Costa Rica’s national soccer team (La Sele) weren’t the only ones who made history in Brazil in 2014. The Costa Rican indigenous delegation Ditsöwapa (from Bribri, meaning “roots” or “original seed”) also rose to the occasion and achieved a top-10 finish at the Football for Hope festival.
The festival is organized every four years by the International Federation of Soccer Associates (FIFA – Federacion Internacional de Futbol Asociados) in the framework of the world cup. The goal is to foment communal leadership, conflict resolution, social integration and gender equality through sports and the exchange of personal experiences with youths from other parts of the world.
The national delegation was chosen by the organization Youth Promotion and Education Services (Seprojoven – Servicios de Educación y Promoción Juvenil) and was made up of members of a variety of the country’s indigenous communities, including Cabecar, Chorotega, Bribri, Ngabe, Teribe, Brunka and Maleku.
Guanacaste Represented in Tournament
Maria Alicia Solano Aguirre, a member of the team who is from Guanacaste, was thrilled to score twice at the tournament in the land of samba. Solano Aguirre has indigenous ancestry, lives in Matambu of Hojancha, and has great soccer skills.
From the moment she got off the plane, Solano Aguirre told The Voice, she felt at home. “The Brazilians’ friendliness caught my attention; they hosted us very well and that was what I liked best. They made us feel like we weren’t in a strange country,” she said.
The player said that there was a high level of competition among the 32 teams that participated in the festival. “The competition was pretty demanding. There were women who moved very fast, almost like men,” observed Solano.
However, the most satisfaction for the young woman from Hojancha came when she scored two winning goals in the games against Australia and France, both of which ended with a 1-0 score in favor of the Ticos.
Solano Aguirre also said that her Chorotega blood comes from her mother, Maria Aguirre Montiel, and although she doesn’t speak the language of her ancestors, she feels very proud of their traditions and to represent the indigenous heritage of Matambu.
For that reason, she decided to make herself a cloth costume with corn embroidery and dress as a Chorotega princess to represent love for her culture during the competition.
“We all put together one choreography and danced in our costumes,” she explained, adding, “It was my job to make the costume. A woman from here who makes costumes gave me the idea, and I more or less understood and I did it. I copied the model that she had because it was for the Chorotega princess, so I wanted to identify myself with her and highlight the importance of corn in our culture,” she affirmed.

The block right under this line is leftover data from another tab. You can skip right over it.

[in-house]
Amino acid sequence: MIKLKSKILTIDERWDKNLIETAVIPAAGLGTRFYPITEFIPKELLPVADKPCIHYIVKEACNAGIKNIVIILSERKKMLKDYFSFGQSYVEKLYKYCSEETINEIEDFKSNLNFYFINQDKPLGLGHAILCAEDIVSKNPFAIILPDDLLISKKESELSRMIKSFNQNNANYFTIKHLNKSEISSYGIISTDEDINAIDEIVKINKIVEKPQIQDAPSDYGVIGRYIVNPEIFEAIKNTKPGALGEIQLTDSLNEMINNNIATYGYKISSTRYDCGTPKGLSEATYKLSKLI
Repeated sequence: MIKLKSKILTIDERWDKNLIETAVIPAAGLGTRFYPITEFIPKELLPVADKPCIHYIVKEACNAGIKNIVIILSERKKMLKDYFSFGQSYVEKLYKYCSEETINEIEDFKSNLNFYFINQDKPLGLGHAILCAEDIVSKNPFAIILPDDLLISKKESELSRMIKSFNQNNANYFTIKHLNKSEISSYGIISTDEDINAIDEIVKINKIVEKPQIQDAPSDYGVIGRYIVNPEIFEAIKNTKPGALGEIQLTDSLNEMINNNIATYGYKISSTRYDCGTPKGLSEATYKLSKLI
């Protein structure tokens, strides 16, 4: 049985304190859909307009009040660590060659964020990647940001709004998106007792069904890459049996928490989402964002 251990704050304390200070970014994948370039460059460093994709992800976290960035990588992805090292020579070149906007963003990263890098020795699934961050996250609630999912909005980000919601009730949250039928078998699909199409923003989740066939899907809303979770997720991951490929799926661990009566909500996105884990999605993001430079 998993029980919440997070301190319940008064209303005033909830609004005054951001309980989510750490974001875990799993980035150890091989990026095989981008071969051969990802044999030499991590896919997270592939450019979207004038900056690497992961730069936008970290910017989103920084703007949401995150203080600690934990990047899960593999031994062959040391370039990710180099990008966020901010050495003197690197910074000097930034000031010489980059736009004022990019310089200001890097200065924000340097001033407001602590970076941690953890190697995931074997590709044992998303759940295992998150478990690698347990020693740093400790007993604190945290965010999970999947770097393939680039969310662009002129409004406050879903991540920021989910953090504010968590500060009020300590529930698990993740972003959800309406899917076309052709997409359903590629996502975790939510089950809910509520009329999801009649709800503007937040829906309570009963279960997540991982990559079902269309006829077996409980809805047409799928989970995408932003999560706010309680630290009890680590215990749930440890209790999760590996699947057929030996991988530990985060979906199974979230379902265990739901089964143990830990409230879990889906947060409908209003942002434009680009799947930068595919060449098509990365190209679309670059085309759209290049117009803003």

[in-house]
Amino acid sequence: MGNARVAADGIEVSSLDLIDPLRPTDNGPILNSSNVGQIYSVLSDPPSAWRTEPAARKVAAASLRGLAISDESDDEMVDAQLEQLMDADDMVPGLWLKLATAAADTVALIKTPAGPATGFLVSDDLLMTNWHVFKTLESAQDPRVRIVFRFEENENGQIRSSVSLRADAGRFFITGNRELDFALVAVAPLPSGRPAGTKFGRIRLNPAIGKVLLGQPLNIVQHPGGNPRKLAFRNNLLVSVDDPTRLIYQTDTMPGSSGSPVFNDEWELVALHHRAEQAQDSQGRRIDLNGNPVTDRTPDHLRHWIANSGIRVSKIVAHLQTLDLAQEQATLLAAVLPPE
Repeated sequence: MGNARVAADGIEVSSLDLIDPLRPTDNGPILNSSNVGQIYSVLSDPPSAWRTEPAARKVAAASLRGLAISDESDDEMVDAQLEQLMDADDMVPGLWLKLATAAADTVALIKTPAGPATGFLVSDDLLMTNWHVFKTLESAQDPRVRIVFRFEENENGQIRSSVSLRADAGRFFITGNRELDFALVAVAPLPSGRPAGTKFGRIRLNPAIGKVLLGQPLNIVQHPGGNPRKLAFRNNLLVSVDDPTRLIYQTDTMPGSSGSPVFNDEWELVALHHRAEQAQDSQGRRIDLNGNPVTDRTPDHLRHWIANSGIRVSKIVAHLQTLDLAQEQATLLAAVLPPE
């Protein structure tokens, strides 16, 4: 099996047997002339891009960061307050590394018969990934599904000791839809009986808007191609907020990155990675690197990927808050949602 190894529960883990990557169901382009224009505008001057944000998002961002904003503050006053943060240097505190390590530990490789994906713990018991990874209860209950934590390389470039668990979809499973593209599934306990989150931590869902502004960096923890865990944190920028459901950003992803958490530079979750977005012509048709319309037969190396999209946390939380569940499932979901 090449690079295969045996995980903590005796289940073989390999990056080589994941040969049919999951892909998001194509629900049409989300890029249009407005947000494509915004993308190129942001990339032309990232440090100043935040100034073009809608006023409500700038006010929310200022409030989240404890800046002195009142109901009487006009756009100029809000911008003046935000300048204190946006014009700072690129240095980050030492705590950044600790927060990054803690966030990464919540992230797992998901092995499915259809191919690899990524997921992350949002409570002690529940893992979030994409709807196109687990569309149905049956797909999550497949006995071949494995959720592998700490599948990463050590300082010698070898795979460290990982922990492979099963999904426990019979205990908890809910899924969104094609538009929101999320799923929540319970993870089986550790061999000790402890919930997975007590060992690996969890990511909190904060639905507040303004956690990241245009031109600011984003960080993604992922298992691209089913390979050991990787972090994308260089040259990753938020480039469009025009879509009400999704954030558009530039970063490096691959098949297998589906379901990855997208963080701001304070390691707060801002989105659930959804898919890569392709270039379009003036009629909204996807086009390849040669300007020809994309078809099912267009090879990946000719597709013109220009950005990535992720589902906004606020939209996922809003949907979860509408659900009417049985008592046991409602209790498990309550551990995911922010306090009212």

On July 14, Solano Aguirre turned 18 years old, and although she can still participate in Indigenous Cups organized by Seprojoven for several more years, her main goals are to graduate from the technical professional high school in Hojancha and then pursue a career as a veterinarian, marine biologist or tour guide.
She called on youths to avoid vices and drugs and use soccer as a distraction to have fun, as well as playing clean. “To youths I say that instead of doing drugs, they should choose any sport that makes them feel good. Soccer is for fun, with clean play. If we win, it’s great, but if not, it’s no problem,” she concluded.
Costa Rica’s indigenous team defeated the teams from Brazil, France and Australia, tied with Vietnam and Zambia and lost to the United Kingdom as well as another one of the eight Brazilian representatives competing in the tournament.
In total, the team earned 28 points and was one of the ten best teams of the competition. However, their points were not enough to reach the semifinals, as only the top four teams qualified for the round.
The games took place from July 7 to 10 at the Mané Garrincha Olympic Village in Rio de Janeiro. The tournament’s champion was the African island of Cabo Verde.
The competition is unique in that there are no referees to whistle fouls or validate plays. Instead, the players themselves resolve doubts and conflicts through dialogue.